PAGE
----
external elastic membrane membrane composed of elastic fibers that separates the tunica media from the tunica externa; seen in larger arteries

fenestrated capillary type of capillary with pores or fenestrations in the endothelium that allow for rapid passage of certain small materials

fibrinogen  plasma protein produced in the liver and involved in blood clotting

foramen ovale opening in the fetal heart that allows blood to flow directly from the right atrium to the left atrium, bypassing the fetal pulmonary circuit

formed elements  cellular components of blood; that is, erythrocytes, leukocytes, and platelets

fossa ovalis oval-shaped depression in the interatrial septum that marks the former location of the foramen ovale

globulins  heterogeneous group of plasma proteins that includes transport proteins, clotting factors, immune proteins, and others

great cardiac vein vessel that follows the interventricular sulcus on the anterior surface of the heart and flows along the coronary sulcus into the coronary sinus on the posterior surface; parallels the anterior interventricular artery and drains the areas supplied by this vessel

hematocrit  (also, packed cell volume) volume percentage of erythrocytes in a sample of centrifuged blood

hypertrophic cardiomyopathy pathological enlargement of the heart, generally for no known reason

immunoglobulins  (also, antibodies or gamma globulins) antigen-specific proteins produced by specialized B lymphocytes that protect the body by binding to foreign objects such as bacteria and viruses

inferior vena cava large systemic vein that returns blood to the heart from the inferior portion of the body

interatrial septum cardiac septum located between the two atria; contains the fossa ovalis after birth

internal elastic membrane membrane composed of elastic fibers that separates the tunica intima from the tunica media; seen in larger arteries

interventricular septum cardiac septum located between the two ventricles

left atrioventricular valve (also, mitral valve or bicuspid valve) valve located between the left atrium and ventricle; consists of two flaps of tissue

lumen interior of a tubular structure such as a blood vessel or a portion of the alimentary canal through which blood, chyme, or other substances travel

marginal arteries branches of the right coronary artery that supply blood to the superficial portions of the right ventricle

mesothelium simple squamous epithelial portion of serous membranes, such as the superficial portion of the epicardium (the visceral pericardium) and the deepest portion of the pericardium (the parietal pericardium)

metarteriole short vessel arising from a terminal arteriole that branches to supply a capillary bed

microcirculation blood flow through the capillaries

middle cardiac vein vessel that parallels and drains the areas supplied by the posterior interventricular artery; drains into the great cardiac vein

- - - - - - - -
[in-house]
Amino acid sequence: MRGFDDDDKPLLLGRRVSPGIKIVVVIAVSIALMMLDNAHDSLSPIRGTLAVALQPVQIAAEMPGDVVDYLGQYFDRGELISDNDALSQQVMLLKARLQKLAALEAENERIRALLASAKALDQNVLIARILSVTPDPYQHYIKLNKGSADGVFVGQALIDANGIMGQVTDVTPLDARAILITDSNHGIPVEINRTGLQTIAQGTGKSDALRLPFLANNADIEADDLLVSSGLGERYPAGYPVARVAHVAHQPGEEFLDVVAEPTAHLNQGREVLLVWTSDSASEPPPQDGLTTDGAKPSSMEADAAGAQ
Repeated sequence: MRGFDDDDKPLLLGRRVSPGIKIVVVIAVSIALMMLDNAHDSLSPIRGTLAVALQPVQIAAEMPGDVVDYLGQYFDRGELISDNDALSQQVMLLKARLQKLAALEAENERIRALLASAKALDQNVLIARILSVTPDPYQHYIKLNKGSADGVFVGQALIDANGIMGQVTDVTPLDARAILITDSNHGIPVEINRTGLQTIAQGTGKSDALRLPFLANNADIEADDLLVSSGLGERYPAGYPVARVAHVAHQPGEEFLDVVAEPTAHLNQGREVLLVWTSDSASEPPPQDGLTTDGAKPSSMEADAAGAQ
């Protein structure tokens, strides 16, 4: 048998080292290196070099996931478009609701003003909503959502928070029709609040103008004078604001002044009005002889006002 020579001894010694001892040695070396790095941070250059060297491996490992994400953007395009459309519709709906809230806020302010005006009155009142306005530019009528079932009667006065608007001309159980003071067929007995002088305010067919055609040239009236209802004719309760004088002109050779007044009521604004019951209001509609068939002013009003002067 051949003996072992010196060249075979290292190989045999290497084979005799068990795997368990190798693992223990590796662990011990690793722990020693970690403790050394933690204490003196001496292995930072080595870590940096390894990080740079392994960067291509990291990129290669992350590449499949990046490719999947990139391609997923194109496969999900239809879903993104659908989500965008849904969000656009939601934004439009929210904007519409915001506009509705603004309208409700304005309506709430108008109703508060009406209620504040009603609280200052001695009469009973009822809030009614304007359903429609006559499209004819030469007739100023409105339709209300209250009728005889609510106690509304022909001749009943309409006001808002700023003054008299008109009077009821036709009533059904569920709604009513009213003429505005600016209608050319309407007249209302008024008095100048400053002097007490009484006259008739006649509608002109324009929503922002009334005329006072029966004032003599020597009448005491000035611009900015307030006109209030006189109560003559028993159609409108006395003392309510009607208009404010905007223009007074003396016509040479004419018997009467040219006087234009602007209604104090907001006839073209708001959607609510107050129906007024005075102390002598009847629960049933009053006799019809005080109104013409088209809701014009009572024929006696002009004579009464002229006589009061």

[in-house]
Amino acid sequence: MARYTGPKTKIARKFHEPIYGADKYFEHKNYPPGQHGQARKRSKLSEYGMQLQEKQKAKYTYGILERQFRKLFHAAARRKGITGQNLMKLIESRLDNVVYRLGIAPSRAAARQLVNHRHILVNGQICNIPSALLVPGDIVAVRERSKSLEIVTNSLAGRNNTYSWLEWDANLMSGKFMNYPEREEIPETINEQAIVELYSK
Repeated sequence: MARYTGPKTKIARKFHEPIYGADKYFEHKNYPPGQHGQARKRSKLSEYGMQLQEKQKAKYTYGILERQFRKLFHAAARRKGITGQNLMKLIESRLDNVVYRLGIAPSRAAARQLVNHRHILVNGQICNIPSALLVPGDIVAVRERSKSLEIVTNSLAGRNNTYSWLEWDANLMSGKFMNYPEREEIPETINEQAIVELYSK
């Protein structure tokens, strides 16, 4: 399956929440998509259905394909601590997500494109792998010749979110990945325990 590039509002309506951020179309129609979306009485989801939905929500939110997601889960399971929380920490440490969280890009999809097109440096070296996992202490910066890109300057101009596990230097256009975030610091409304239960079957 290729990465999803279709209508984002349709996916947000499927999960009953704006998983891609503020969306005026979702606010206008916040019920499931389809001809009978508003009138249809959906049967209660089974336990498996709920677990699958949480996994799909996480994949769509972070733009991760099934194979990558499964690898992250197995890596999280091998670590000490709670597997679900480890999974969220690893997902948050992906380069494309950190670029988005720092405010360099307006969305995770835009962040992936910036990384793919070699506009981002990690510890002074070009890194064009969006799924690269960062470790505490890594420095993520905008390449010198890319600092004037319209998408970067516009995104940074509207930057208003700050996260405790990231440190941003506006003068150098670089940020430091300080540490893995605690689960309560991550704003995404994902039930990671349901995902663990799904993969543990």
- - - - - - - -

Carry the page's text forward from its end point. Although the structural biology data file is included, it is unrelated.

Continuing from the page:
mitral valve (also, left atrioventricular valve or bicuspid valve) valve located between the left atrium and ventricle; consists of two flaps of tissue

moderator band band of myocardium covered by endocardium that arises from the inferior portion of the interventricular septum in the right ventricle and crosses to the anterior papillary muscle; contains conductile fibers that carry electrical signals followed by contraction of the heart
myocardium thickest layer of the heart composed of cardiac muscle cells built upon a framework of primarily collagenous fibers and blood vessels that supply it and the nervous fibers that help to regulate it

nervi vasorum small nerve fibers found in arteries and veins that trigger contraction of the smooth muscle in their walls

packed cell volume (PCV)  (also, hematocrit) volume percentage of erythrocytes present in a sample of centrifuged blood

papillary muscle extension of the myocardium in the ventricles to which the chordae tendineae attach
pectinate muscles muscular ridges seen on the anterior surface of the right atrium
perfusion distribution of blood into the capillaries so the tissues can be supplied
pericardial cavity cavity surrounding the heart filled with a lubricating serous fluid that reduces friction as the heart contracts
pericardial sac (also, pericardium) membrane that separates the heart from other mediastinal structures; consists of two distinct, fused sublayers: the fibrous pericardium and the parietal pericardium
pericardium (also, pericardial sac) membrane that separates the heart from other mediastinal structures; consists of two distinct, fused sublayers: the fibrous pericardium and the parietal pericardium

plasma  in blood, the liquid extracellular matrix composed mostly of water that circulates the formed elements and dissolved materials throughout the cardiovascular system

platelets  (also, thrombocytes) one of the formed elements of blood that consists of cell fragments broken off from megakaryocytes

posterior cardiac vein vessel that parallels and drains the areas supplied by the marginal artery branch of the circumflex artery; drains into the great cardiac vein